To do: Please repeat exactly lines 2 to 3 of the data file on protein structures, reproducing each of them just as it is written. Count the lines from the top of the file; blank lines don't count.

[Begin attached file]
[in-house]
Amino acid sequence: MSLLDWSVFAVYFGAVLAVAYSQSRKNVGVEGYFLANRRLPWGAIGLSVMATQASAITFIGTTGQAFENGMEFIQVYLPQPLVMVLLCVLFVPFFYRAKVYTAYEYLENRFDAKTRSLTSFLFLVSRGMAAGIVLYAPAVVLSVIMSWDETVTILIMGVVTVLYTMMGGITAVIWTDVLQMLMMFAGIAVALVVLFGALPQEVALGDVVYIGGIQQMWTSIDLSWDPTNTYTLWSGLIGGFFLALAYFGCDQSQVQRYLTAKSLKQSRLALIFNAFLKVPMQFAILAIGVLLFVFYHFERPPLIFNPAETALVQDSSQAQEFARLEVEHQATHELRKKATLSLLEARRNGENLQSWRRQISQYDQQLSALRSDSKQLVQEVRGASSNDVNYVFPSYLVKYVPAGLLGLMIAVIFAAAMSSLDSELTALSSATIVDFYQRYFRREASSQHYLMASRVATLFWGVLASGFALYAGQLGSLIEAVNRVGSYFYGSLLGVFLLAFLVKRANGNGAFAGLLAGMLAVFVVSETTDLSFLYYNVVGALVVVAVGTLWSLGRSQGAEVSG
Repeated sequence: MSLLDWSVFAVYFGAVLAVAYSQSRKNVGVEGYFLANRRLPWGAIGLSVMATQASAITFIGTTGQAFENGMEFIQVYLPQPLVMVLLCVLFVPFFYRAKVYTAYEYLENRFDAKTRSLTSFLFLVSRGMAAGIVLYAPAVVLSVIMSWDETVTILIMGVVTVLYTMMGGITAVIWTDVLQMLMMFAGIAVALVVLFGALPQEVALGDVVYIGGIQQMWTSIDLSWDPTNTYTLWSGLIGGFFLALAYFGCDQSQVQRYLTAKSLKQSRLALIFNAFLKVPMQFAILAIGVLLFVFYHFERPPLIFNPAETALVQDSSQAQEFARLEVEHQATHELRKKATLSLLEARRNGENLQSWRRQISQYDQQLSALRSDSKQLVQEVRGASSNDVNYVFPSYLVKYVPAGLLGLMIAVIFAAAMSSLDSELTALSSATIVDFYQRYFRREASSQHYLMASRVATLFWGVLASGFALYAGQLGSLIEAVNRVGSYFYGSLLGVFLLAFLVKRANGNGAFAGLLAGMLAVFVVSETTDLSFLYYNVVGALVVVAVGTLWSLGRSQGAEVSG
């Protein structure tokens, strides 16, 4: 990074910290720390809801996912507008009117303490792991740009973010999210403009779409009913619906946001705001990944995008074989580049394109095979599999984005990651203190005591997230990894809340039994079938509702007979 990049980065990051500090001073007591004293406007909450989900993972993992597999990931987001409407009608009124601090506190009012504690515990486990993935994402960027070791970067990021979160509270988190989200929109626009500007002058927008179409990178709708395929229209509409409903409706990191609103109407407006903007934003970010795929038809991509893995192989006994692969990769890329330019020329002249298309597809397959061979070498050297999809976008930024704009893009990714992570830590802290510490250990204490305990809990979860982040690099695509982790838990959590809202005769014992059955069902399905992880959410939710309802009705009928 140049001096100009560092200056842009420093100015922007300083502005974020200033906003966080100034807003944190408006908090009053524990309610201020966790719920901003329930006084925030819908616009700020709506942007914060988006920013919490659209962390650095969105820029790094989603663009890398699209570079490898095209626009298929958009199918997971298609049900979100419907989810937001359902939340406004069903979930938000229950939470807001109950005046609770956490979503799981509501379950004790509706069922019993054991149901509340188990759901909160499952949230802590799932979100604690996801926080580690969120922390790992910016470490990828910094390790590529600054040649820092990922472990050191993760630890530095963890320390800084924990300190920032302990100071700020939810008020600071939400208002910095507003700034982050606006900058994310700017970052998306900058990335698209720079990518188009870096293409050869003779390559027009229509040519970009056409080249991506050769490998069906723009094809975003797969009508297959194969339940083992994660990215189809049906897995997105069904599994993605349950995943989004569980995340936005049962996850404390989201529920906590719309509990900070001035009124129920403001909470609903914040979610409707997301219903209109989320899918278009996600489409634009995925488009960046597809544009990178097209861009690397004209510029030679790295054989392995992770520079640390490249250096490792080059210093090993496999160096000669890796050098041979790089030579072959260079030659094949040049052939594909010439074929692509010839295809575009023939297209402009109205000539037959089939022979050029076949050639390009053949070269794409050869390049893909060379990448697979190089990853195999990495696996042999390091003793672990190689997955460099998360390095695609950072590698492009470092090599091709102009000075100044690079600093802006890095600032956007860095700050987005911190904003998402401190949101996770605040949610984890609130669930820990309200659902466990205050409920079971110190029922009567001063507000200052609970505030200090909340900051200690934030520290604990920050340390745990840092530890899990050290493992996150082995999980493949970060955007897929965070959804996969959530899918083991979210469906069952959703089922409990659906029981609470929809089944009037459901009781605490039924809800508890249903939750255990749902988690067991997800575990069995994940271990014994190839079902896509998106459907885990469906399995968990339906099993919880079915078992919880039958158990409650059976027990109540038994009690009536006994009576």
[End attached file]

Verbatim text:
Amino acid sequence: MSLLDWSVFAVYFGAVLAVAYSQSRKNVGVEGYFLANRRLPWGAIGLSVMATQASAITFIGTTGQAFENGMEFIQVYLPQPLVMVLLCVLFVPFFYRAKVYTAYEYLENRFDAKTRSLTSFLFLVSRGMAAGIVLYAPAVVLSVIMSWDETVTILIMGVVTVLYTMMGGITAVIWTDVLQMLMMFAGIAVALVVLFGALPQEVALGDVVYIGGIQQMWTSIDLSWDPTNTYTLWSGLIGGFFLALAYFGCDQSQVQRYLTAKSLKQSRLALIFNAFLKVPMQFAILAIGVLLFVFYHFERPPLIFNPAETALVQDSSQAQEFARLEVEHQATHELRKKATLSLLEARRNGENLQSWRRQISQYDQQLSALRSDSKQLVQEVRGASSNDVNYVFPSYLVKYVPAGLLGLMIAVIFAAAMSSLDSELTALSSATIVDFYQRYFRREASSQHYLMASRVATLFWGVLASGFALYAGQLGSLIEAVNRVGSYFYGSLLGVFLLAFLVKRANGNGAFAGLLAGMLAVFVVSETTDLSFLYYNVVGALVVVAVGTLWSLGRSQGAEVSG
Repeated sequence: MSLLDWSVFAVYFGAVLAVAYSQSRKNVGVEGYFLANRRLPWGAIGLSVMATQASAITFIGTTGQAFENGMEFIQVYLPQPLVMVLLCVLFVPFFYRAKVYTAYEYLENRFDAKTRSLTSFLFLVSRGMAAGIVLYAPAVVLSVIMSWDETVTILIMGVVTVLYTMMGGITAVIWTDVLQMLMMFAGIAVALVVLFGALPQEVALGDVVYIGGIQQMWTSIDLSWDPTNTYTLWSGLIGGFFLALAYFGCDQSQVQRYLTAKSLKQSRLALIFNAFLKVPMQFAILAIGVLLFVFYHFERPPLIFNPAETALVQDSSQAQEFARLEVEHQATHELRKKATLSLLEARRNGENLQSWRRQISQYDQQLSALRSDSKQLVQEVRGASSNDVNYVFPSYLVKYVPAGLLGLMIAVIFAAAMSSLDSELTALSSATIVDFYQRYFRREASSQHYLMASRVATLFWGVLASGFALYAGQLGSLIEAVNRVGSYFYGSLLGVFLLAFLVKRANGNGAFAGLLAGMLAVFVVSETTDLSFLYYNVVGALVVVAVGTLWSLGRSQGAEVSG